I thought I hated poetry for much of my life; it wasn’t until I read this poem that I realized I liked some poems. I thought I hated poetry because of the way poetry was presented to me in school, where teachers spent hours trying to explain meter and scansion (it’s not that big a deal, and you can read and like poetry just fine without knowing anything about meter or rhyme schemes). If you like music with lyrics, if you like songs, then you like poetry.

Moreover, no matter what your English lit teacher told you—poetry has a multiplicity of possible readings. There are lots and lots of ways for people to read the same poem; they’re all valid, as long as readers can tie their response to the poem. Even “I don’t really like this poem because it brings up a really unpleasant memory” is a valid response for that person at that time to that poem. Moreover, lived experience can change the way we read a poem, or the ways it makes us feel. We aren’t static and unchanging; neither is poetry.

What then do you talk about with respect to a poem? To start, you can talk about what you notice about it. Is there a particular line or section that draws your attention? Is there something that reminds you of something in your life, or perhaps something else you’ve seen or read? Are there any patterns, or sounds, or words, or imagery, that you find interesting or that attract your notice? Is there something that you just simply like about the poem (or dislike)?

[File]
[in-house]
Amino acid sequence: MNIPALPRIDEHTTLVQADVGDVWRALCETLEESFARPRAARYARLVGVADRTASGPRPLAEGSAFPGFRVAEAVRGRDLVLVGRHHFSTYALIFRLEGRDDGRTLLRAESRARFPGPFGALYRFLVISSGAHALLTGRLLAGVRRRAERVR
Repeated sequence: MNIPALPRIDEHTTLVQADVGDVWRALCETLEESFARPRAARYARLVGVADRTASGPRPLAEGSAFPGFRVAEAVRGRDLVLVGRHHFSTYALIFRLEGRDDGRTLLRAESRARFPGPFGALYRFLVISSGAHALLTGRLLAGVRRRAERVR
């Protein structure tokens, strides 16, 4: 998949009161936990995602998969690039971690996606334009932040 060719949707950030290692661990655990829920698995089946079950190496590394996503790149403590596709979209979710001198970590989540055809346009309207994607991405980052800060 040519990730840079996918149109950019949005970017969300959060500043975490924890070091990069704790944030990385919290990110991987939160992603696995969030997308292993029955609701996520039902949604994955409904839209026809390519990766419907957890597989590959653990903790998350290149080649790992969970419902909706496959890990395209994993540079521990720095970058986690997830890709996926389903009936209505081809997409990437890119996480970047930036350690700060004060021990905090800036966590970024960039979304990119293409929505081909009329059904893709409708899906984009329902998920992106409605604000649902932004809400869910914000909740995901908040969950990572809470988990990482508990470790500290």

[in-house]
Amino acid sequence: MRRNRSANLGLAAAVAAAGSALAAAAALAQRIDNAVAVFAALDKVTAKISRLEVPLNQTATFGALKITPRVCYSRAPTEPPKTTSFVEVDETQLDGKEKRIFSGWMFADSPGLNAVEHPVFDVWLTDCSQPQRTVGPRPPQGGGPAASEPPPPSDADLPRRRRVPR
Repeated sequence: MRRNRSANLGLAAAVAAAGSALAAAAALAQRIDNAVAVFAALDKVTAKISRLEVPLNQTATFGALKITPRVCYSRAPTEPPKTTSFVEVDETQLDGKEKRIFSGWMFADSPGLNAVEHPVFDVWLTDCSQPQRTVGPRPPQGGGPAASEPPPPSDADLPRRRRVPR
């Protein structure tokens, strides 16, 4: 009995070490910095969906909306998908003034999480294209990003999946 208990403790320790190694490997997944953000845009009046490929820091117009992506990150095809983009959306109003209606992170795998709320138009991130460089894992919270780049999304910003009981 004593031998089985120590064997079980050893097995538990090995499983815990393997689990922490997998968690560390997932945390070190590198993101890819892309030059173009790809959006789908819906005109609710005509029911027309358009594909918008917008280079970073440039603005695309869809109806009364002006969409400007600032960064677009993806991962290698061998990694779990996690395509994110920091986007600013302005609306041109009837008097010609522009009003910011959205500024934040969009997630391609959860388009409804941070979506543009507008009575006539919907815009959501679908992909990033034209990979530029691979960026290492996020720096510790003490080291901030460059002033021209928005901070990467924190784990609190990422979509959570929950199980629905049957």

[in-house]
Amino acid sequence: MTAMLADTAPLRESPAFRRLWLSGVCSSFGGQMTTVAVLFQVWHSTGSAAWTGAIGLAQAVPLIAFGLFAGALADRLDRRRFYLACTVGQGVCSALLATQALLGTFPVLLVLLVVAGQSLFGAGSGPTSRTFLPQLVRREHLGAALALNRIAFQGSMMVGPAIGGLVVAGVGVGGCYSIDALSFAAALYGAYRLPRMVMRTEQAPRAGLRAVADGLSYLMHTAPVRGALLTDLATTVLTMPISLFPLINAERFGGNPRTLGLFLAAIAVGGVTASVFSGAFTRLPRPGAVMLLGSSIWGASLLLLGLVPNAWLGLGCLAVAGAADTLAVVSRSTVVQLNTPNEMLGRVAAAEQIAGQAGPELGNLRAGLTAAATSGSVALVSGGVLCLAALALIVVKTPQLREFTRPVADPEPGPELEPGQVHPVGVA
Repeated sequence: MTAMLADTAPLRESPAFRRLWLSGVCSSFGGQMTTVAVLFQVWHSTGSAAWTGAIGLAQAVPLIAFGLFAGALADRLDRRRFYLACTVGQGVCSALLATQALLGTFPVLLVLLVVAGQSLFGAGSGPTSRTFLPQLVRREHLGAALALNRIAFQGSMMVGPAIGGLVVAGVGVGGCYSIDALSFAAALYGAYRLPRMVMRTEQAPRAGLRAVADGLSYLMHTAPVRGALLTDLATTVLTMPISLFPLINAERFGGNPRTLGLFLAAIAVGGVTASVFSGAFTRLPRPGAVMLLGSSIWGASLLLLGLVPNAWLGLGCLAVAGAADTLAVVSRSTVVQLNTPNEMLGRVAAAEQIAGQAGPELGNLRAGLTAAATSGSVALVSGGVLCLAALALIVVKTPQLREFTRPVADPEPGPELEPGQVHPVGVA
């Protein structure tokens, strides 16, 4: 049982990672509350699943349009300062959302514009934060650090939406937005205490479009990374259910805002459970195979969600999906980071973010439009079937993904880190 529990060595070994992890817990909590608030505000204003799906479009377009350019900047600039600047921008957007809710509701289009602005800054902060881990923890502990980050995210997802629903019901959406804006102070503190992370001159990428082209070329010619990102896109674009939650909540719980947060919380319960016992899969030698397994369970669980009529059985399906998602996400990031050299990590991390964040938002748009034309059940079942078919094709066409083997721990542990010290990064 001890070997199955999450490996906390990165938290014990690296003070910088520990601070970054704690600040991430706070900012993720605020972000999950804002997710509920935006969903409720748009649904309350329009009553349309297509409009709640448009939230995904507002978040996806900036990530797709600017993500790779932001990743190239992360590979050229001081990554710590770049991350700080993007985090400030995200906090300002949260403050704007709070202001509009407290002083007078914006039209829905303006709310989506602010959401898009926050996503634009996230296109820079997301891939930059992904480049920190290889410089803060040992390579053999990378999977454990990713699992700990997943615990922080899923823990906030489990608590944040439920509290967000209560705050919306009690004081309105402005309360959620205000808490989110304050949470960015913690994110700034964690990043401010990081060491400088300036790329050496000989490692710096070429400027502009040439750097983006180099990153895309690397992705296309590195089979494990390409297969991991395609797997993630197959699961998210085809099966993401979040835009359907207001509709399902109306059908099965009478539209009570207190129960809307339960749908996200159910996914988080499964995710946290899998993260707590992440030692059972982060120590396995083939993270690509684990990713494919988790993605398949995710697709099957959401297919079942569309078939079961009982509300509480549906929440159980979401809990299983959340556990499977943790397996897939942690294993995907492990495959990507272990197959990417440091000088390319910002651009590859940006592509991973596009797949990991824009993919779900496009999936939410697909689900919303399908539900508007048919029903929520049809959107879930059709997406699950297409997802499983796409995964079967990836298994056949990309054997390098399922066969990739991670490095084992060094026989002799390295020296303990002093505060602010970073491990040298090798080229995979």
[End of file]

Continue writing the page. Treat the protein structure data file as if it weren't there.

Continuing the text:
Poetry by its nature is compact. A poem is language is compressed, without excess words. That means it’s particularly fun to look for patterns that shine through the compact shape of a poem. Patterns of image, and metaphor, of sound, and rhythm—and perhaps even more interesting, to look for places where the poet sets up a pattern, and then changes, or departs, or alters that pattern.

If you want something a little more formal, here’s a getting started guide to writing about poetry in academic terms. Me, I’d rather just talk about why I love a particular poem, and how it works, including, how it works on me.

Western Wind

Western wind, when will thou blow?
The small rain down can rain.
Christ, if my love were in my arms,
And I in my bed again!

Anonymous; British Library Royal Appendix 58 c. Early Sixteenth Century